Though significant inroads have been made to advance our understanding of how the novel coronavirus spreads and encouraging progress in the development of vaccines and treatments is underway, there are still many unknowns. We need to speed up the pace of scientific discovery in this area now more than ever, but the current systems for funding research do not meet this urgent need. Most mainstream methods of science funding can take six to nine months, if not longer. Studies estimate that top researchers spend 25-50 percent of their time writing applications for grants. Government funding can be complex and restrictive, which makes it less suitable for experimentation, and private-sector funding only comes in once there is a viable solution that can be commercialized.
Fast Grants has created and is deploying a highly-credible model that accelerates funding for the development of treatments and vaccines, and furthers scientific understanding of COVID-19. Fast Grants targets projects that demand greater speed and flexibility than traditional funding methods can offer and will accelerate scientific discoveries that can have an immediate impact. Additionally, Fast Grants will provide follow-on funding for promising early-stage discoveries. Grants range from $10k-$500k and cover ten categories of COVID-19 science research: diagnostics; virology; biology of virus-host interactions; structural biology and drug design; drug development and screening; immunology; antibody therapeutics, vaccine development, randomized control trials, and clinical and epidemiological research. Over the next six months, Fast Grants will catalyze 80 to 115 research projects, accelerate timelines by as much as six to nine months, and, in many cases, support projects that would otherwise go unfunded. This will expedite research critically needed to save lives and safely reopen economies.
Fast Grants will combine a rigorous review process with speed; their application is designed to take 30 minutes and provide a response within 48 hours. With Audacious funding, they will launch a second open call where they will look to recruit the top scientists across a variety of disciplines, specifically publicizing the funding to women and scientists of color. Applications will then be rigorously and rapidly reviewed by a team of 20 diverse, anonymous biomedical scientists from leading institutions. After a funding decision is made, funding commitments are dispersed as quickly as universities can process them – usually within a week. Fast Grants will also identify current projects making significant progress to provide follow up funding. Through an online community, they will share results and track progress while also connecting scientists to other funding platforms and research teams that can further their work.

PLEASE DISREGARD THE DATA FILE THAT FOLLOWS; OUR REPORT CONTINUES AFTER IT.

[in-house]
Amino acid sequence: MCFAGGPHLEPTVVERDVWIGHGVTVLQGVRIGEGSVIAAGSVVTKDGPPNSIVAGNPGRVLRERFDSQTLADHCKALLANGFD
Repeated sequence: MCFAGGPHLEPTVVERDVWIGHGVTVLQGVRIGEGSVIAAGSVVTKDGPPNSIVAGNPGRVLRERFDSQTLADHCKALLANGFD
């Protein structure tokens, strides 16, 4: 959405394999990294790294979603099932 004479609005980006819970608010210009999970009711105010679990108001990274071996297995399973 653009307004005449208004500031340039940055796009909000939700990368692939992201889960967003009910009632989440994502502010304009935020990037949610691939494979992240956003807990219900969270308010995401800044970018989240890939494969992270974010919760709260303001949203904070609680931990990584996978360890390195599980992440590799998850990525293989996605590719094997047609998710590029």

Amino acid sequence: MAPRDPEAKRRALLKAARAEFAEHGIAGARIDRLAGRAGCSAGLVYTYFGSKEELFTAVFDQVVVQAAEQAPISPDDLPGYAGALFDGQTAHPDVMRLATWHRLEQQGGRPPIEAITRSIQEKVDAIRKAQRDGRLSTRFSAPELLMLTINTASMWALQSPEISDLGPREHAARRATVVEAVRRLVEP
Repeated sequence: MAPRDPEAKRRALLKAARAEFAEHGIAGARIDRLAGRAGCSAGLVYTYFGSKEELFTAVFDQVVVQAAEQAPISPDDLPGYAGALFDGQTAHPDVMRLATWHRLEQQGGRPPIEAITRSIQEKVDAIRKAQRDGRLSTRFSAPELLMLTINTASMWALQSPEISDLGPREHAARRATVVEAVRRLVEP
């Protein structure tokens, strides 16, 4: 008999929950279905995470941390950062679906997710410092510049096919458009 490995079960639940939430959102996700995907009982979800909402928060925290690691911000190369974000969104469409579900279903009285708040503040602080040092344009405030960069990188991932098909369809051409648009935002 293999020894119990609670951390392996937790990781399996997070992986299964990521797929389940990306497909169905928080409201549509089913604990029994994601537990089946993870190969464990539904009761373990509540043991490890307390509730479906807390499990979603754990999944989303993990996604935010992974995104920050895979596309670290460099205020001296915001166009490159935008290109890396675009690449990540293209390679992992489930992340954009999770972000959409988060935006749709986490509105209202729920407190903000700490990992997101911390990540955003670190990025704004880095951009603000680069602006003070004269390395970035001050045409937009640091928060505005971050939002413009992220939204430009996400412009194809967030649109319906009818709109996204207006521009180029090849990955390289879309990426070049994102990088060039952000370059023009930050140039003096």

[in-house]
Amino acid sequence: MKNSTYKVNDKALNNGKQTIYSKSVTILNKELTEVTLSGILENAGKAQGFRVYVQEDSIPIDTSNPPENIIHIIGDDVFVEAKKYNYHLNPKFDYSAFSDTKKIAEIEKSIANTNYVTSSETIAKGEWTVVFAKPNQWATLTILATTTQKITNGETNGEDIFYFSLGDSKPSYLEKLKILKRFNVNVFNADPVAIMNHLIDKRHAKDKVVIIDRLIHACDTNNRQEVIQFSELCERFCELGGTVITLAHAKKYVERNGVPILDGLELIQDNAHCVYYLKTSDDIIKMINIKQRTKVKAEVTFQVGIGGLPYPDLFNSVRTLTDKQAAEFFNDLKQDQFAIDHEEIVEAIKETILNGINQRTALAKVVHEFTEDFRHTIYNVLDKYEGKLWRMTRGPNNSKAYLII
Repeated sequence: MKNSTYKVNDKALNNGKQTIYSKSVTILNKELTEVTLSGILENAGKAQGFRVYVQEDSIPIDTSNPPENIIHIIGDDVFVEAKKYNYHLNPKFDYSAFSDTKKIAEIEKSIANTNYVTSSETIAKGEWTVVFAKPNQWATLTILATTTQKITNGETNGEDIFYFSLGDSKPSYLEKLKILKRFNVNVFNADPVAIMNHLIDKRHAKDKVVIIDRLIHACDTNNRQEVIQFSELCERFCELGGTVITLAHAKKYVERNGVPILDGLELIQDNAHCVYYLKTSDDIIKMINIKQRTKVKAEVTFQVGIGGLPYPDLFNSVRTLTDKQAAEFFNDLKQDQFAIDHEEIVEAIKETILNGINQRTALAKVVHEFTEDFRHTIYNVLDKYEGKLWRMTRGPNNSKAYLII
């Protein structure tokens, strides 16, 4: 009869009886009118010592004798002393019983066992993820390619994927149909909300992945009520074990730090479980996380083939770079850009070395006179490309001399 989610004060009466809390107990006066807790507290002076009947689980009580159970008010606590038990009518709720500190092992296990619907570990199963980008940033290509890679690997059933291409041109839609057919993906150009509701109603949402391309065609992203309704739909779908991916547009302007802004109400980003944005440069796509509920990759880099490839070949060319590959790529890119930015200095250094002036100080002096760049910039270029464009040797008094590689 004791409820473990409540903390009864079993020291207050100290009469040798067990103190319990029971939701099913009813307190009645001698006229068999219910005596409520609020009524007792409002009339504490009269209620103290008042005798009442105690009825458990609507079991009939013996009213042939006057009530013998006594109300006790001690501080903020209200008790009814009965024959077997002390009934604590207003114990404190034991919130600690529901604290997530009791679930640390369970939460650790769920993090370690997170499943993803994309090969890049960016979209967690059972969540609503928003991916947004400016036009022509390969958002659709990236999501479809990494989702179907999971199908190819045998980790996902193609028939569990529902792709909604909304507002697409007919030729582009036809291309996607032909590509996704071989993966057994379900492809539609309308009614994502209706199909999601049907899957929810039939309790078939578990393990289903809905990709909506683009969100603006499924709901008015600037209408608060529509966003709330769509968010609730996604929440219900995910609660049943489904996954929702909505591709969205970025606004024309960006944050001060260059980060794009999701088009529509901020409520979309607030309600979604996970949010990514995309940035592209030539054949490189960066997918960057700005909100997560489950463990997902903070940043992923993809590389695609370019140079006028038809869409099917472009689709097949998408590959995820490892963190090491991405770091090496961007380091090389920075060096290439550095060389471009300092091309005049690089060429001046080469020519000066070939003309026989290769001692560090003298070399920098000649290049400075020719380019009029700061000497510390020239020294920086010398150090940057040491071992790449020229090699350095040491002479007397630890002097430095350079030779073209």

Since March, Fast Grants has distributed $22M to fund 127 projects, across a broad range of scientific disciplines. Fast Grants recipients are already making encouraging headway. One grantee, Dr. Ron Levi of Stanford, developed an mRNA-based vaccine for SARS-CoV-2n. Within two months of receiving a Fast Grant, Dr. Bert Vogelstein at Johns Hopkins initiated the first outpatient trial for alpha-blockers, typically used for blood pressure, as a prophylactic against COVID-19. At Oxford, Dr. Alain Townsend identified and cloned a new neutralizing antibody that binds ten times better than previously identified variants and is now on a pathway to preclinical studies. Dr. Eva Harris at UC Berkeley launched a longitudinal population study that will demystify community spread and identify determinants of asymptomatic infection.
Tyler is a Fast Grants co-founder and serves as the director and lead Coordinator. Tyler is the Holbert L. Harris Chair of Economics at George Mason University and serves as chairman and faculty director of the Mercatus Center at George Mason University. Tyler received widespread recognition for his 2011 book The Great Stagnation, which appeared twice on the New York Times e-book bestseller list. Foreign Policy named Tyler as one of 2011’s “Top 100 Global Thinkers,” and a survey in The Economist counted him as one of the most influential economists of the decade. He has a Ph.D. in economics from Harvard University.
Fast Grants are now funding a whole range of projects: vaccine development at Kyoto University; a University of Toronto study to validate a saliva test for the novel coronavirus; a project at UC Berkeley to conduct a randomized study of spread and infection rates in the Bay Area...
Fast Grants, a project designed by Tyler Cowen, quickly gets money to scientists leading promising coronavirus research.
A new venture fund is offering grants of $10,000 to $500,000 to coronavirus researchers, and every grant decision will be made in less than 48 hours.